The Inflation Reduction Act has been the subject of significant back-and-forth on Capitol Hill in the last couple of weeks. The drama ended when the leader of the Senate committee with jurisdiction over energy issues, including those at Interior, agreed to support the package, which contains initiatives that President Joe Biden has been trying to get enacted since he took office in January 2021. “I ran for president promising to make government work for working families again, and that is what this bill does — period,” Biden said on Sunday. The measure isn’t as broad as the Build Back Better agenda that Biden and his administration have been touting for the past 18 months. The original title of H.R.5376 reflected the intent of Democrats to implement what they had been describing as a bold vision to boost America’s middle class. “It required many compromises,” Biden said of the package that was finally negotiated. “Doing important things almost always does.” “The House should pass this as soon as possible and I look forward to signing it into law,” Bided stated. No Republicans voted in support of the Inflation Reduction Act. Vice President Kamala Harris, whose duties also include serving as president of the Senate, cast the tie-breaking vote on the bill in the chamber, which is evenly divided 50-50 between Democrats and the GOP. “I think what it means is that right now, regardless of an election, that the American people are being seen and they’re being heard,” Harris said after casting the key vote to pass H.R.5376. Sen. Chuck Schumer (D-New York), the Majority Leader in the Senate, was more direct about his party’s plan to capitalize on the Inflation Reduction Act. Democratic lawmakers are bracing for losses in the upcoming mid-term elections, which could cause them to lose control of both chambers in Congress. “It’s in a momentous achievement and it’s going to set our country in a path to better days ahead,” Schumer said at a news conference on Sunday. “I think the public will understand that and i think it’s going to help us in November significantly,” Schumer said. Historically, the party in control of the White House — Democrats in this case — loses seats in the legislative branch during the subsequent election cycle.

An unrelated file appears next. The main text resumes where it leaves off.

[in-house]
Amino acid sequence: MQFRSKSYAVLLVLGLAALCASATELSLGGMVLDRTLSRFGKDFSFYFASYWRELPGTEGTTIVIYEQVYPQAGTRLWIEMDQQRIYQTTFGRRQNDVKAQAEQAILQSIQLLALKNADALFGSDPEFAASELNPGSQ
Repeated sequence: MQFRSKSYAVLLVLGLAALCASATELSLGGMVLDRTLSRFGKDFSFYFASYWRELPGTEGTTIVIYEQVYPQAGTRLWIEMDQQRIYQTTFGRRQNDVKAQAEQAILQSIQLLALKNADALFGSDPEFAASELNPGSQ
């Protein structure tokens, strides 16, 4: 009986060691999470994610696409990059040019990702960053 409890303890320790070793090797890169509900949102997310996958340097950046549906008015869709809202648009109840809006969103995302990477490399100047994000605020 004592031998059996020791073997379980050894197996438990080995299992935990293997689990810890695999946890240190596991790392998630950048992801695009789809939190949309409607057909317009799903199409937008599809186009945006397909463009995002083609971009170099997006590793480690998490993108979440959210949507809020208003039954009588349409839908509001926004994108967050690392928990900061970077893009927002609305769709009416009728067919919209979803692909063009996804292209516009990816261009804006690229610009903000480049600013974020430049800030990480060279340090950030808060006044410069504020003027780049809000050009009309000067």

Today’s Senate vote advancing the Inflation Reduction Act is a significant step toward achieving President Biden’s ambitious goals to tackle the climate crisis while lowering costs for working families and creating good-paying jobs. https://t.co/ju3K5z7JWH— Secretary Deb Haaland (@SecDebHaaland) August 7, 2022
- SEC. 80001. TRIBAL CLIMATE RESILIENCE
- SEC. 80002. NATIVE HAWAIIAN CLIMATE RESILIENCE
- SEC. 80003. TRIBAL ELECTRIFICATION PROGRAM
- SEC. 80004. EMERGENCY DROUGHT RELIEF FOR TRIBES
Chuck Hoskin: Cherokee Nation confronts opioid epidemic
StrongHearts Native Helpline: Honoring Native cultures and traditions
Native America Calling: Ensuring a long life for sturgeon
Native America Calling: Indigenous representation at Sundance
Native America Calling: Gratitude for gratuity
Forward: Embattled Republican steps down from committees amid calls for resignation
Montana Free Press: New partnership brings Native reporter to Montana Legislature
Cronkite News: Democratic lawmaker takes on sitting senator who left party
Native America Calling: Is there room for trust land in Alaska?
Republicans vow to use Indian Country committee to investigate Biden administration
Chuck Hoskin: Cherokee Nation invests in tribal youth
Cronkite News: Hia-Ced O’odham seek recognition from United States
NAFOA: 5 Things You Need to Know this Week
Native America Calling: Lift yourself up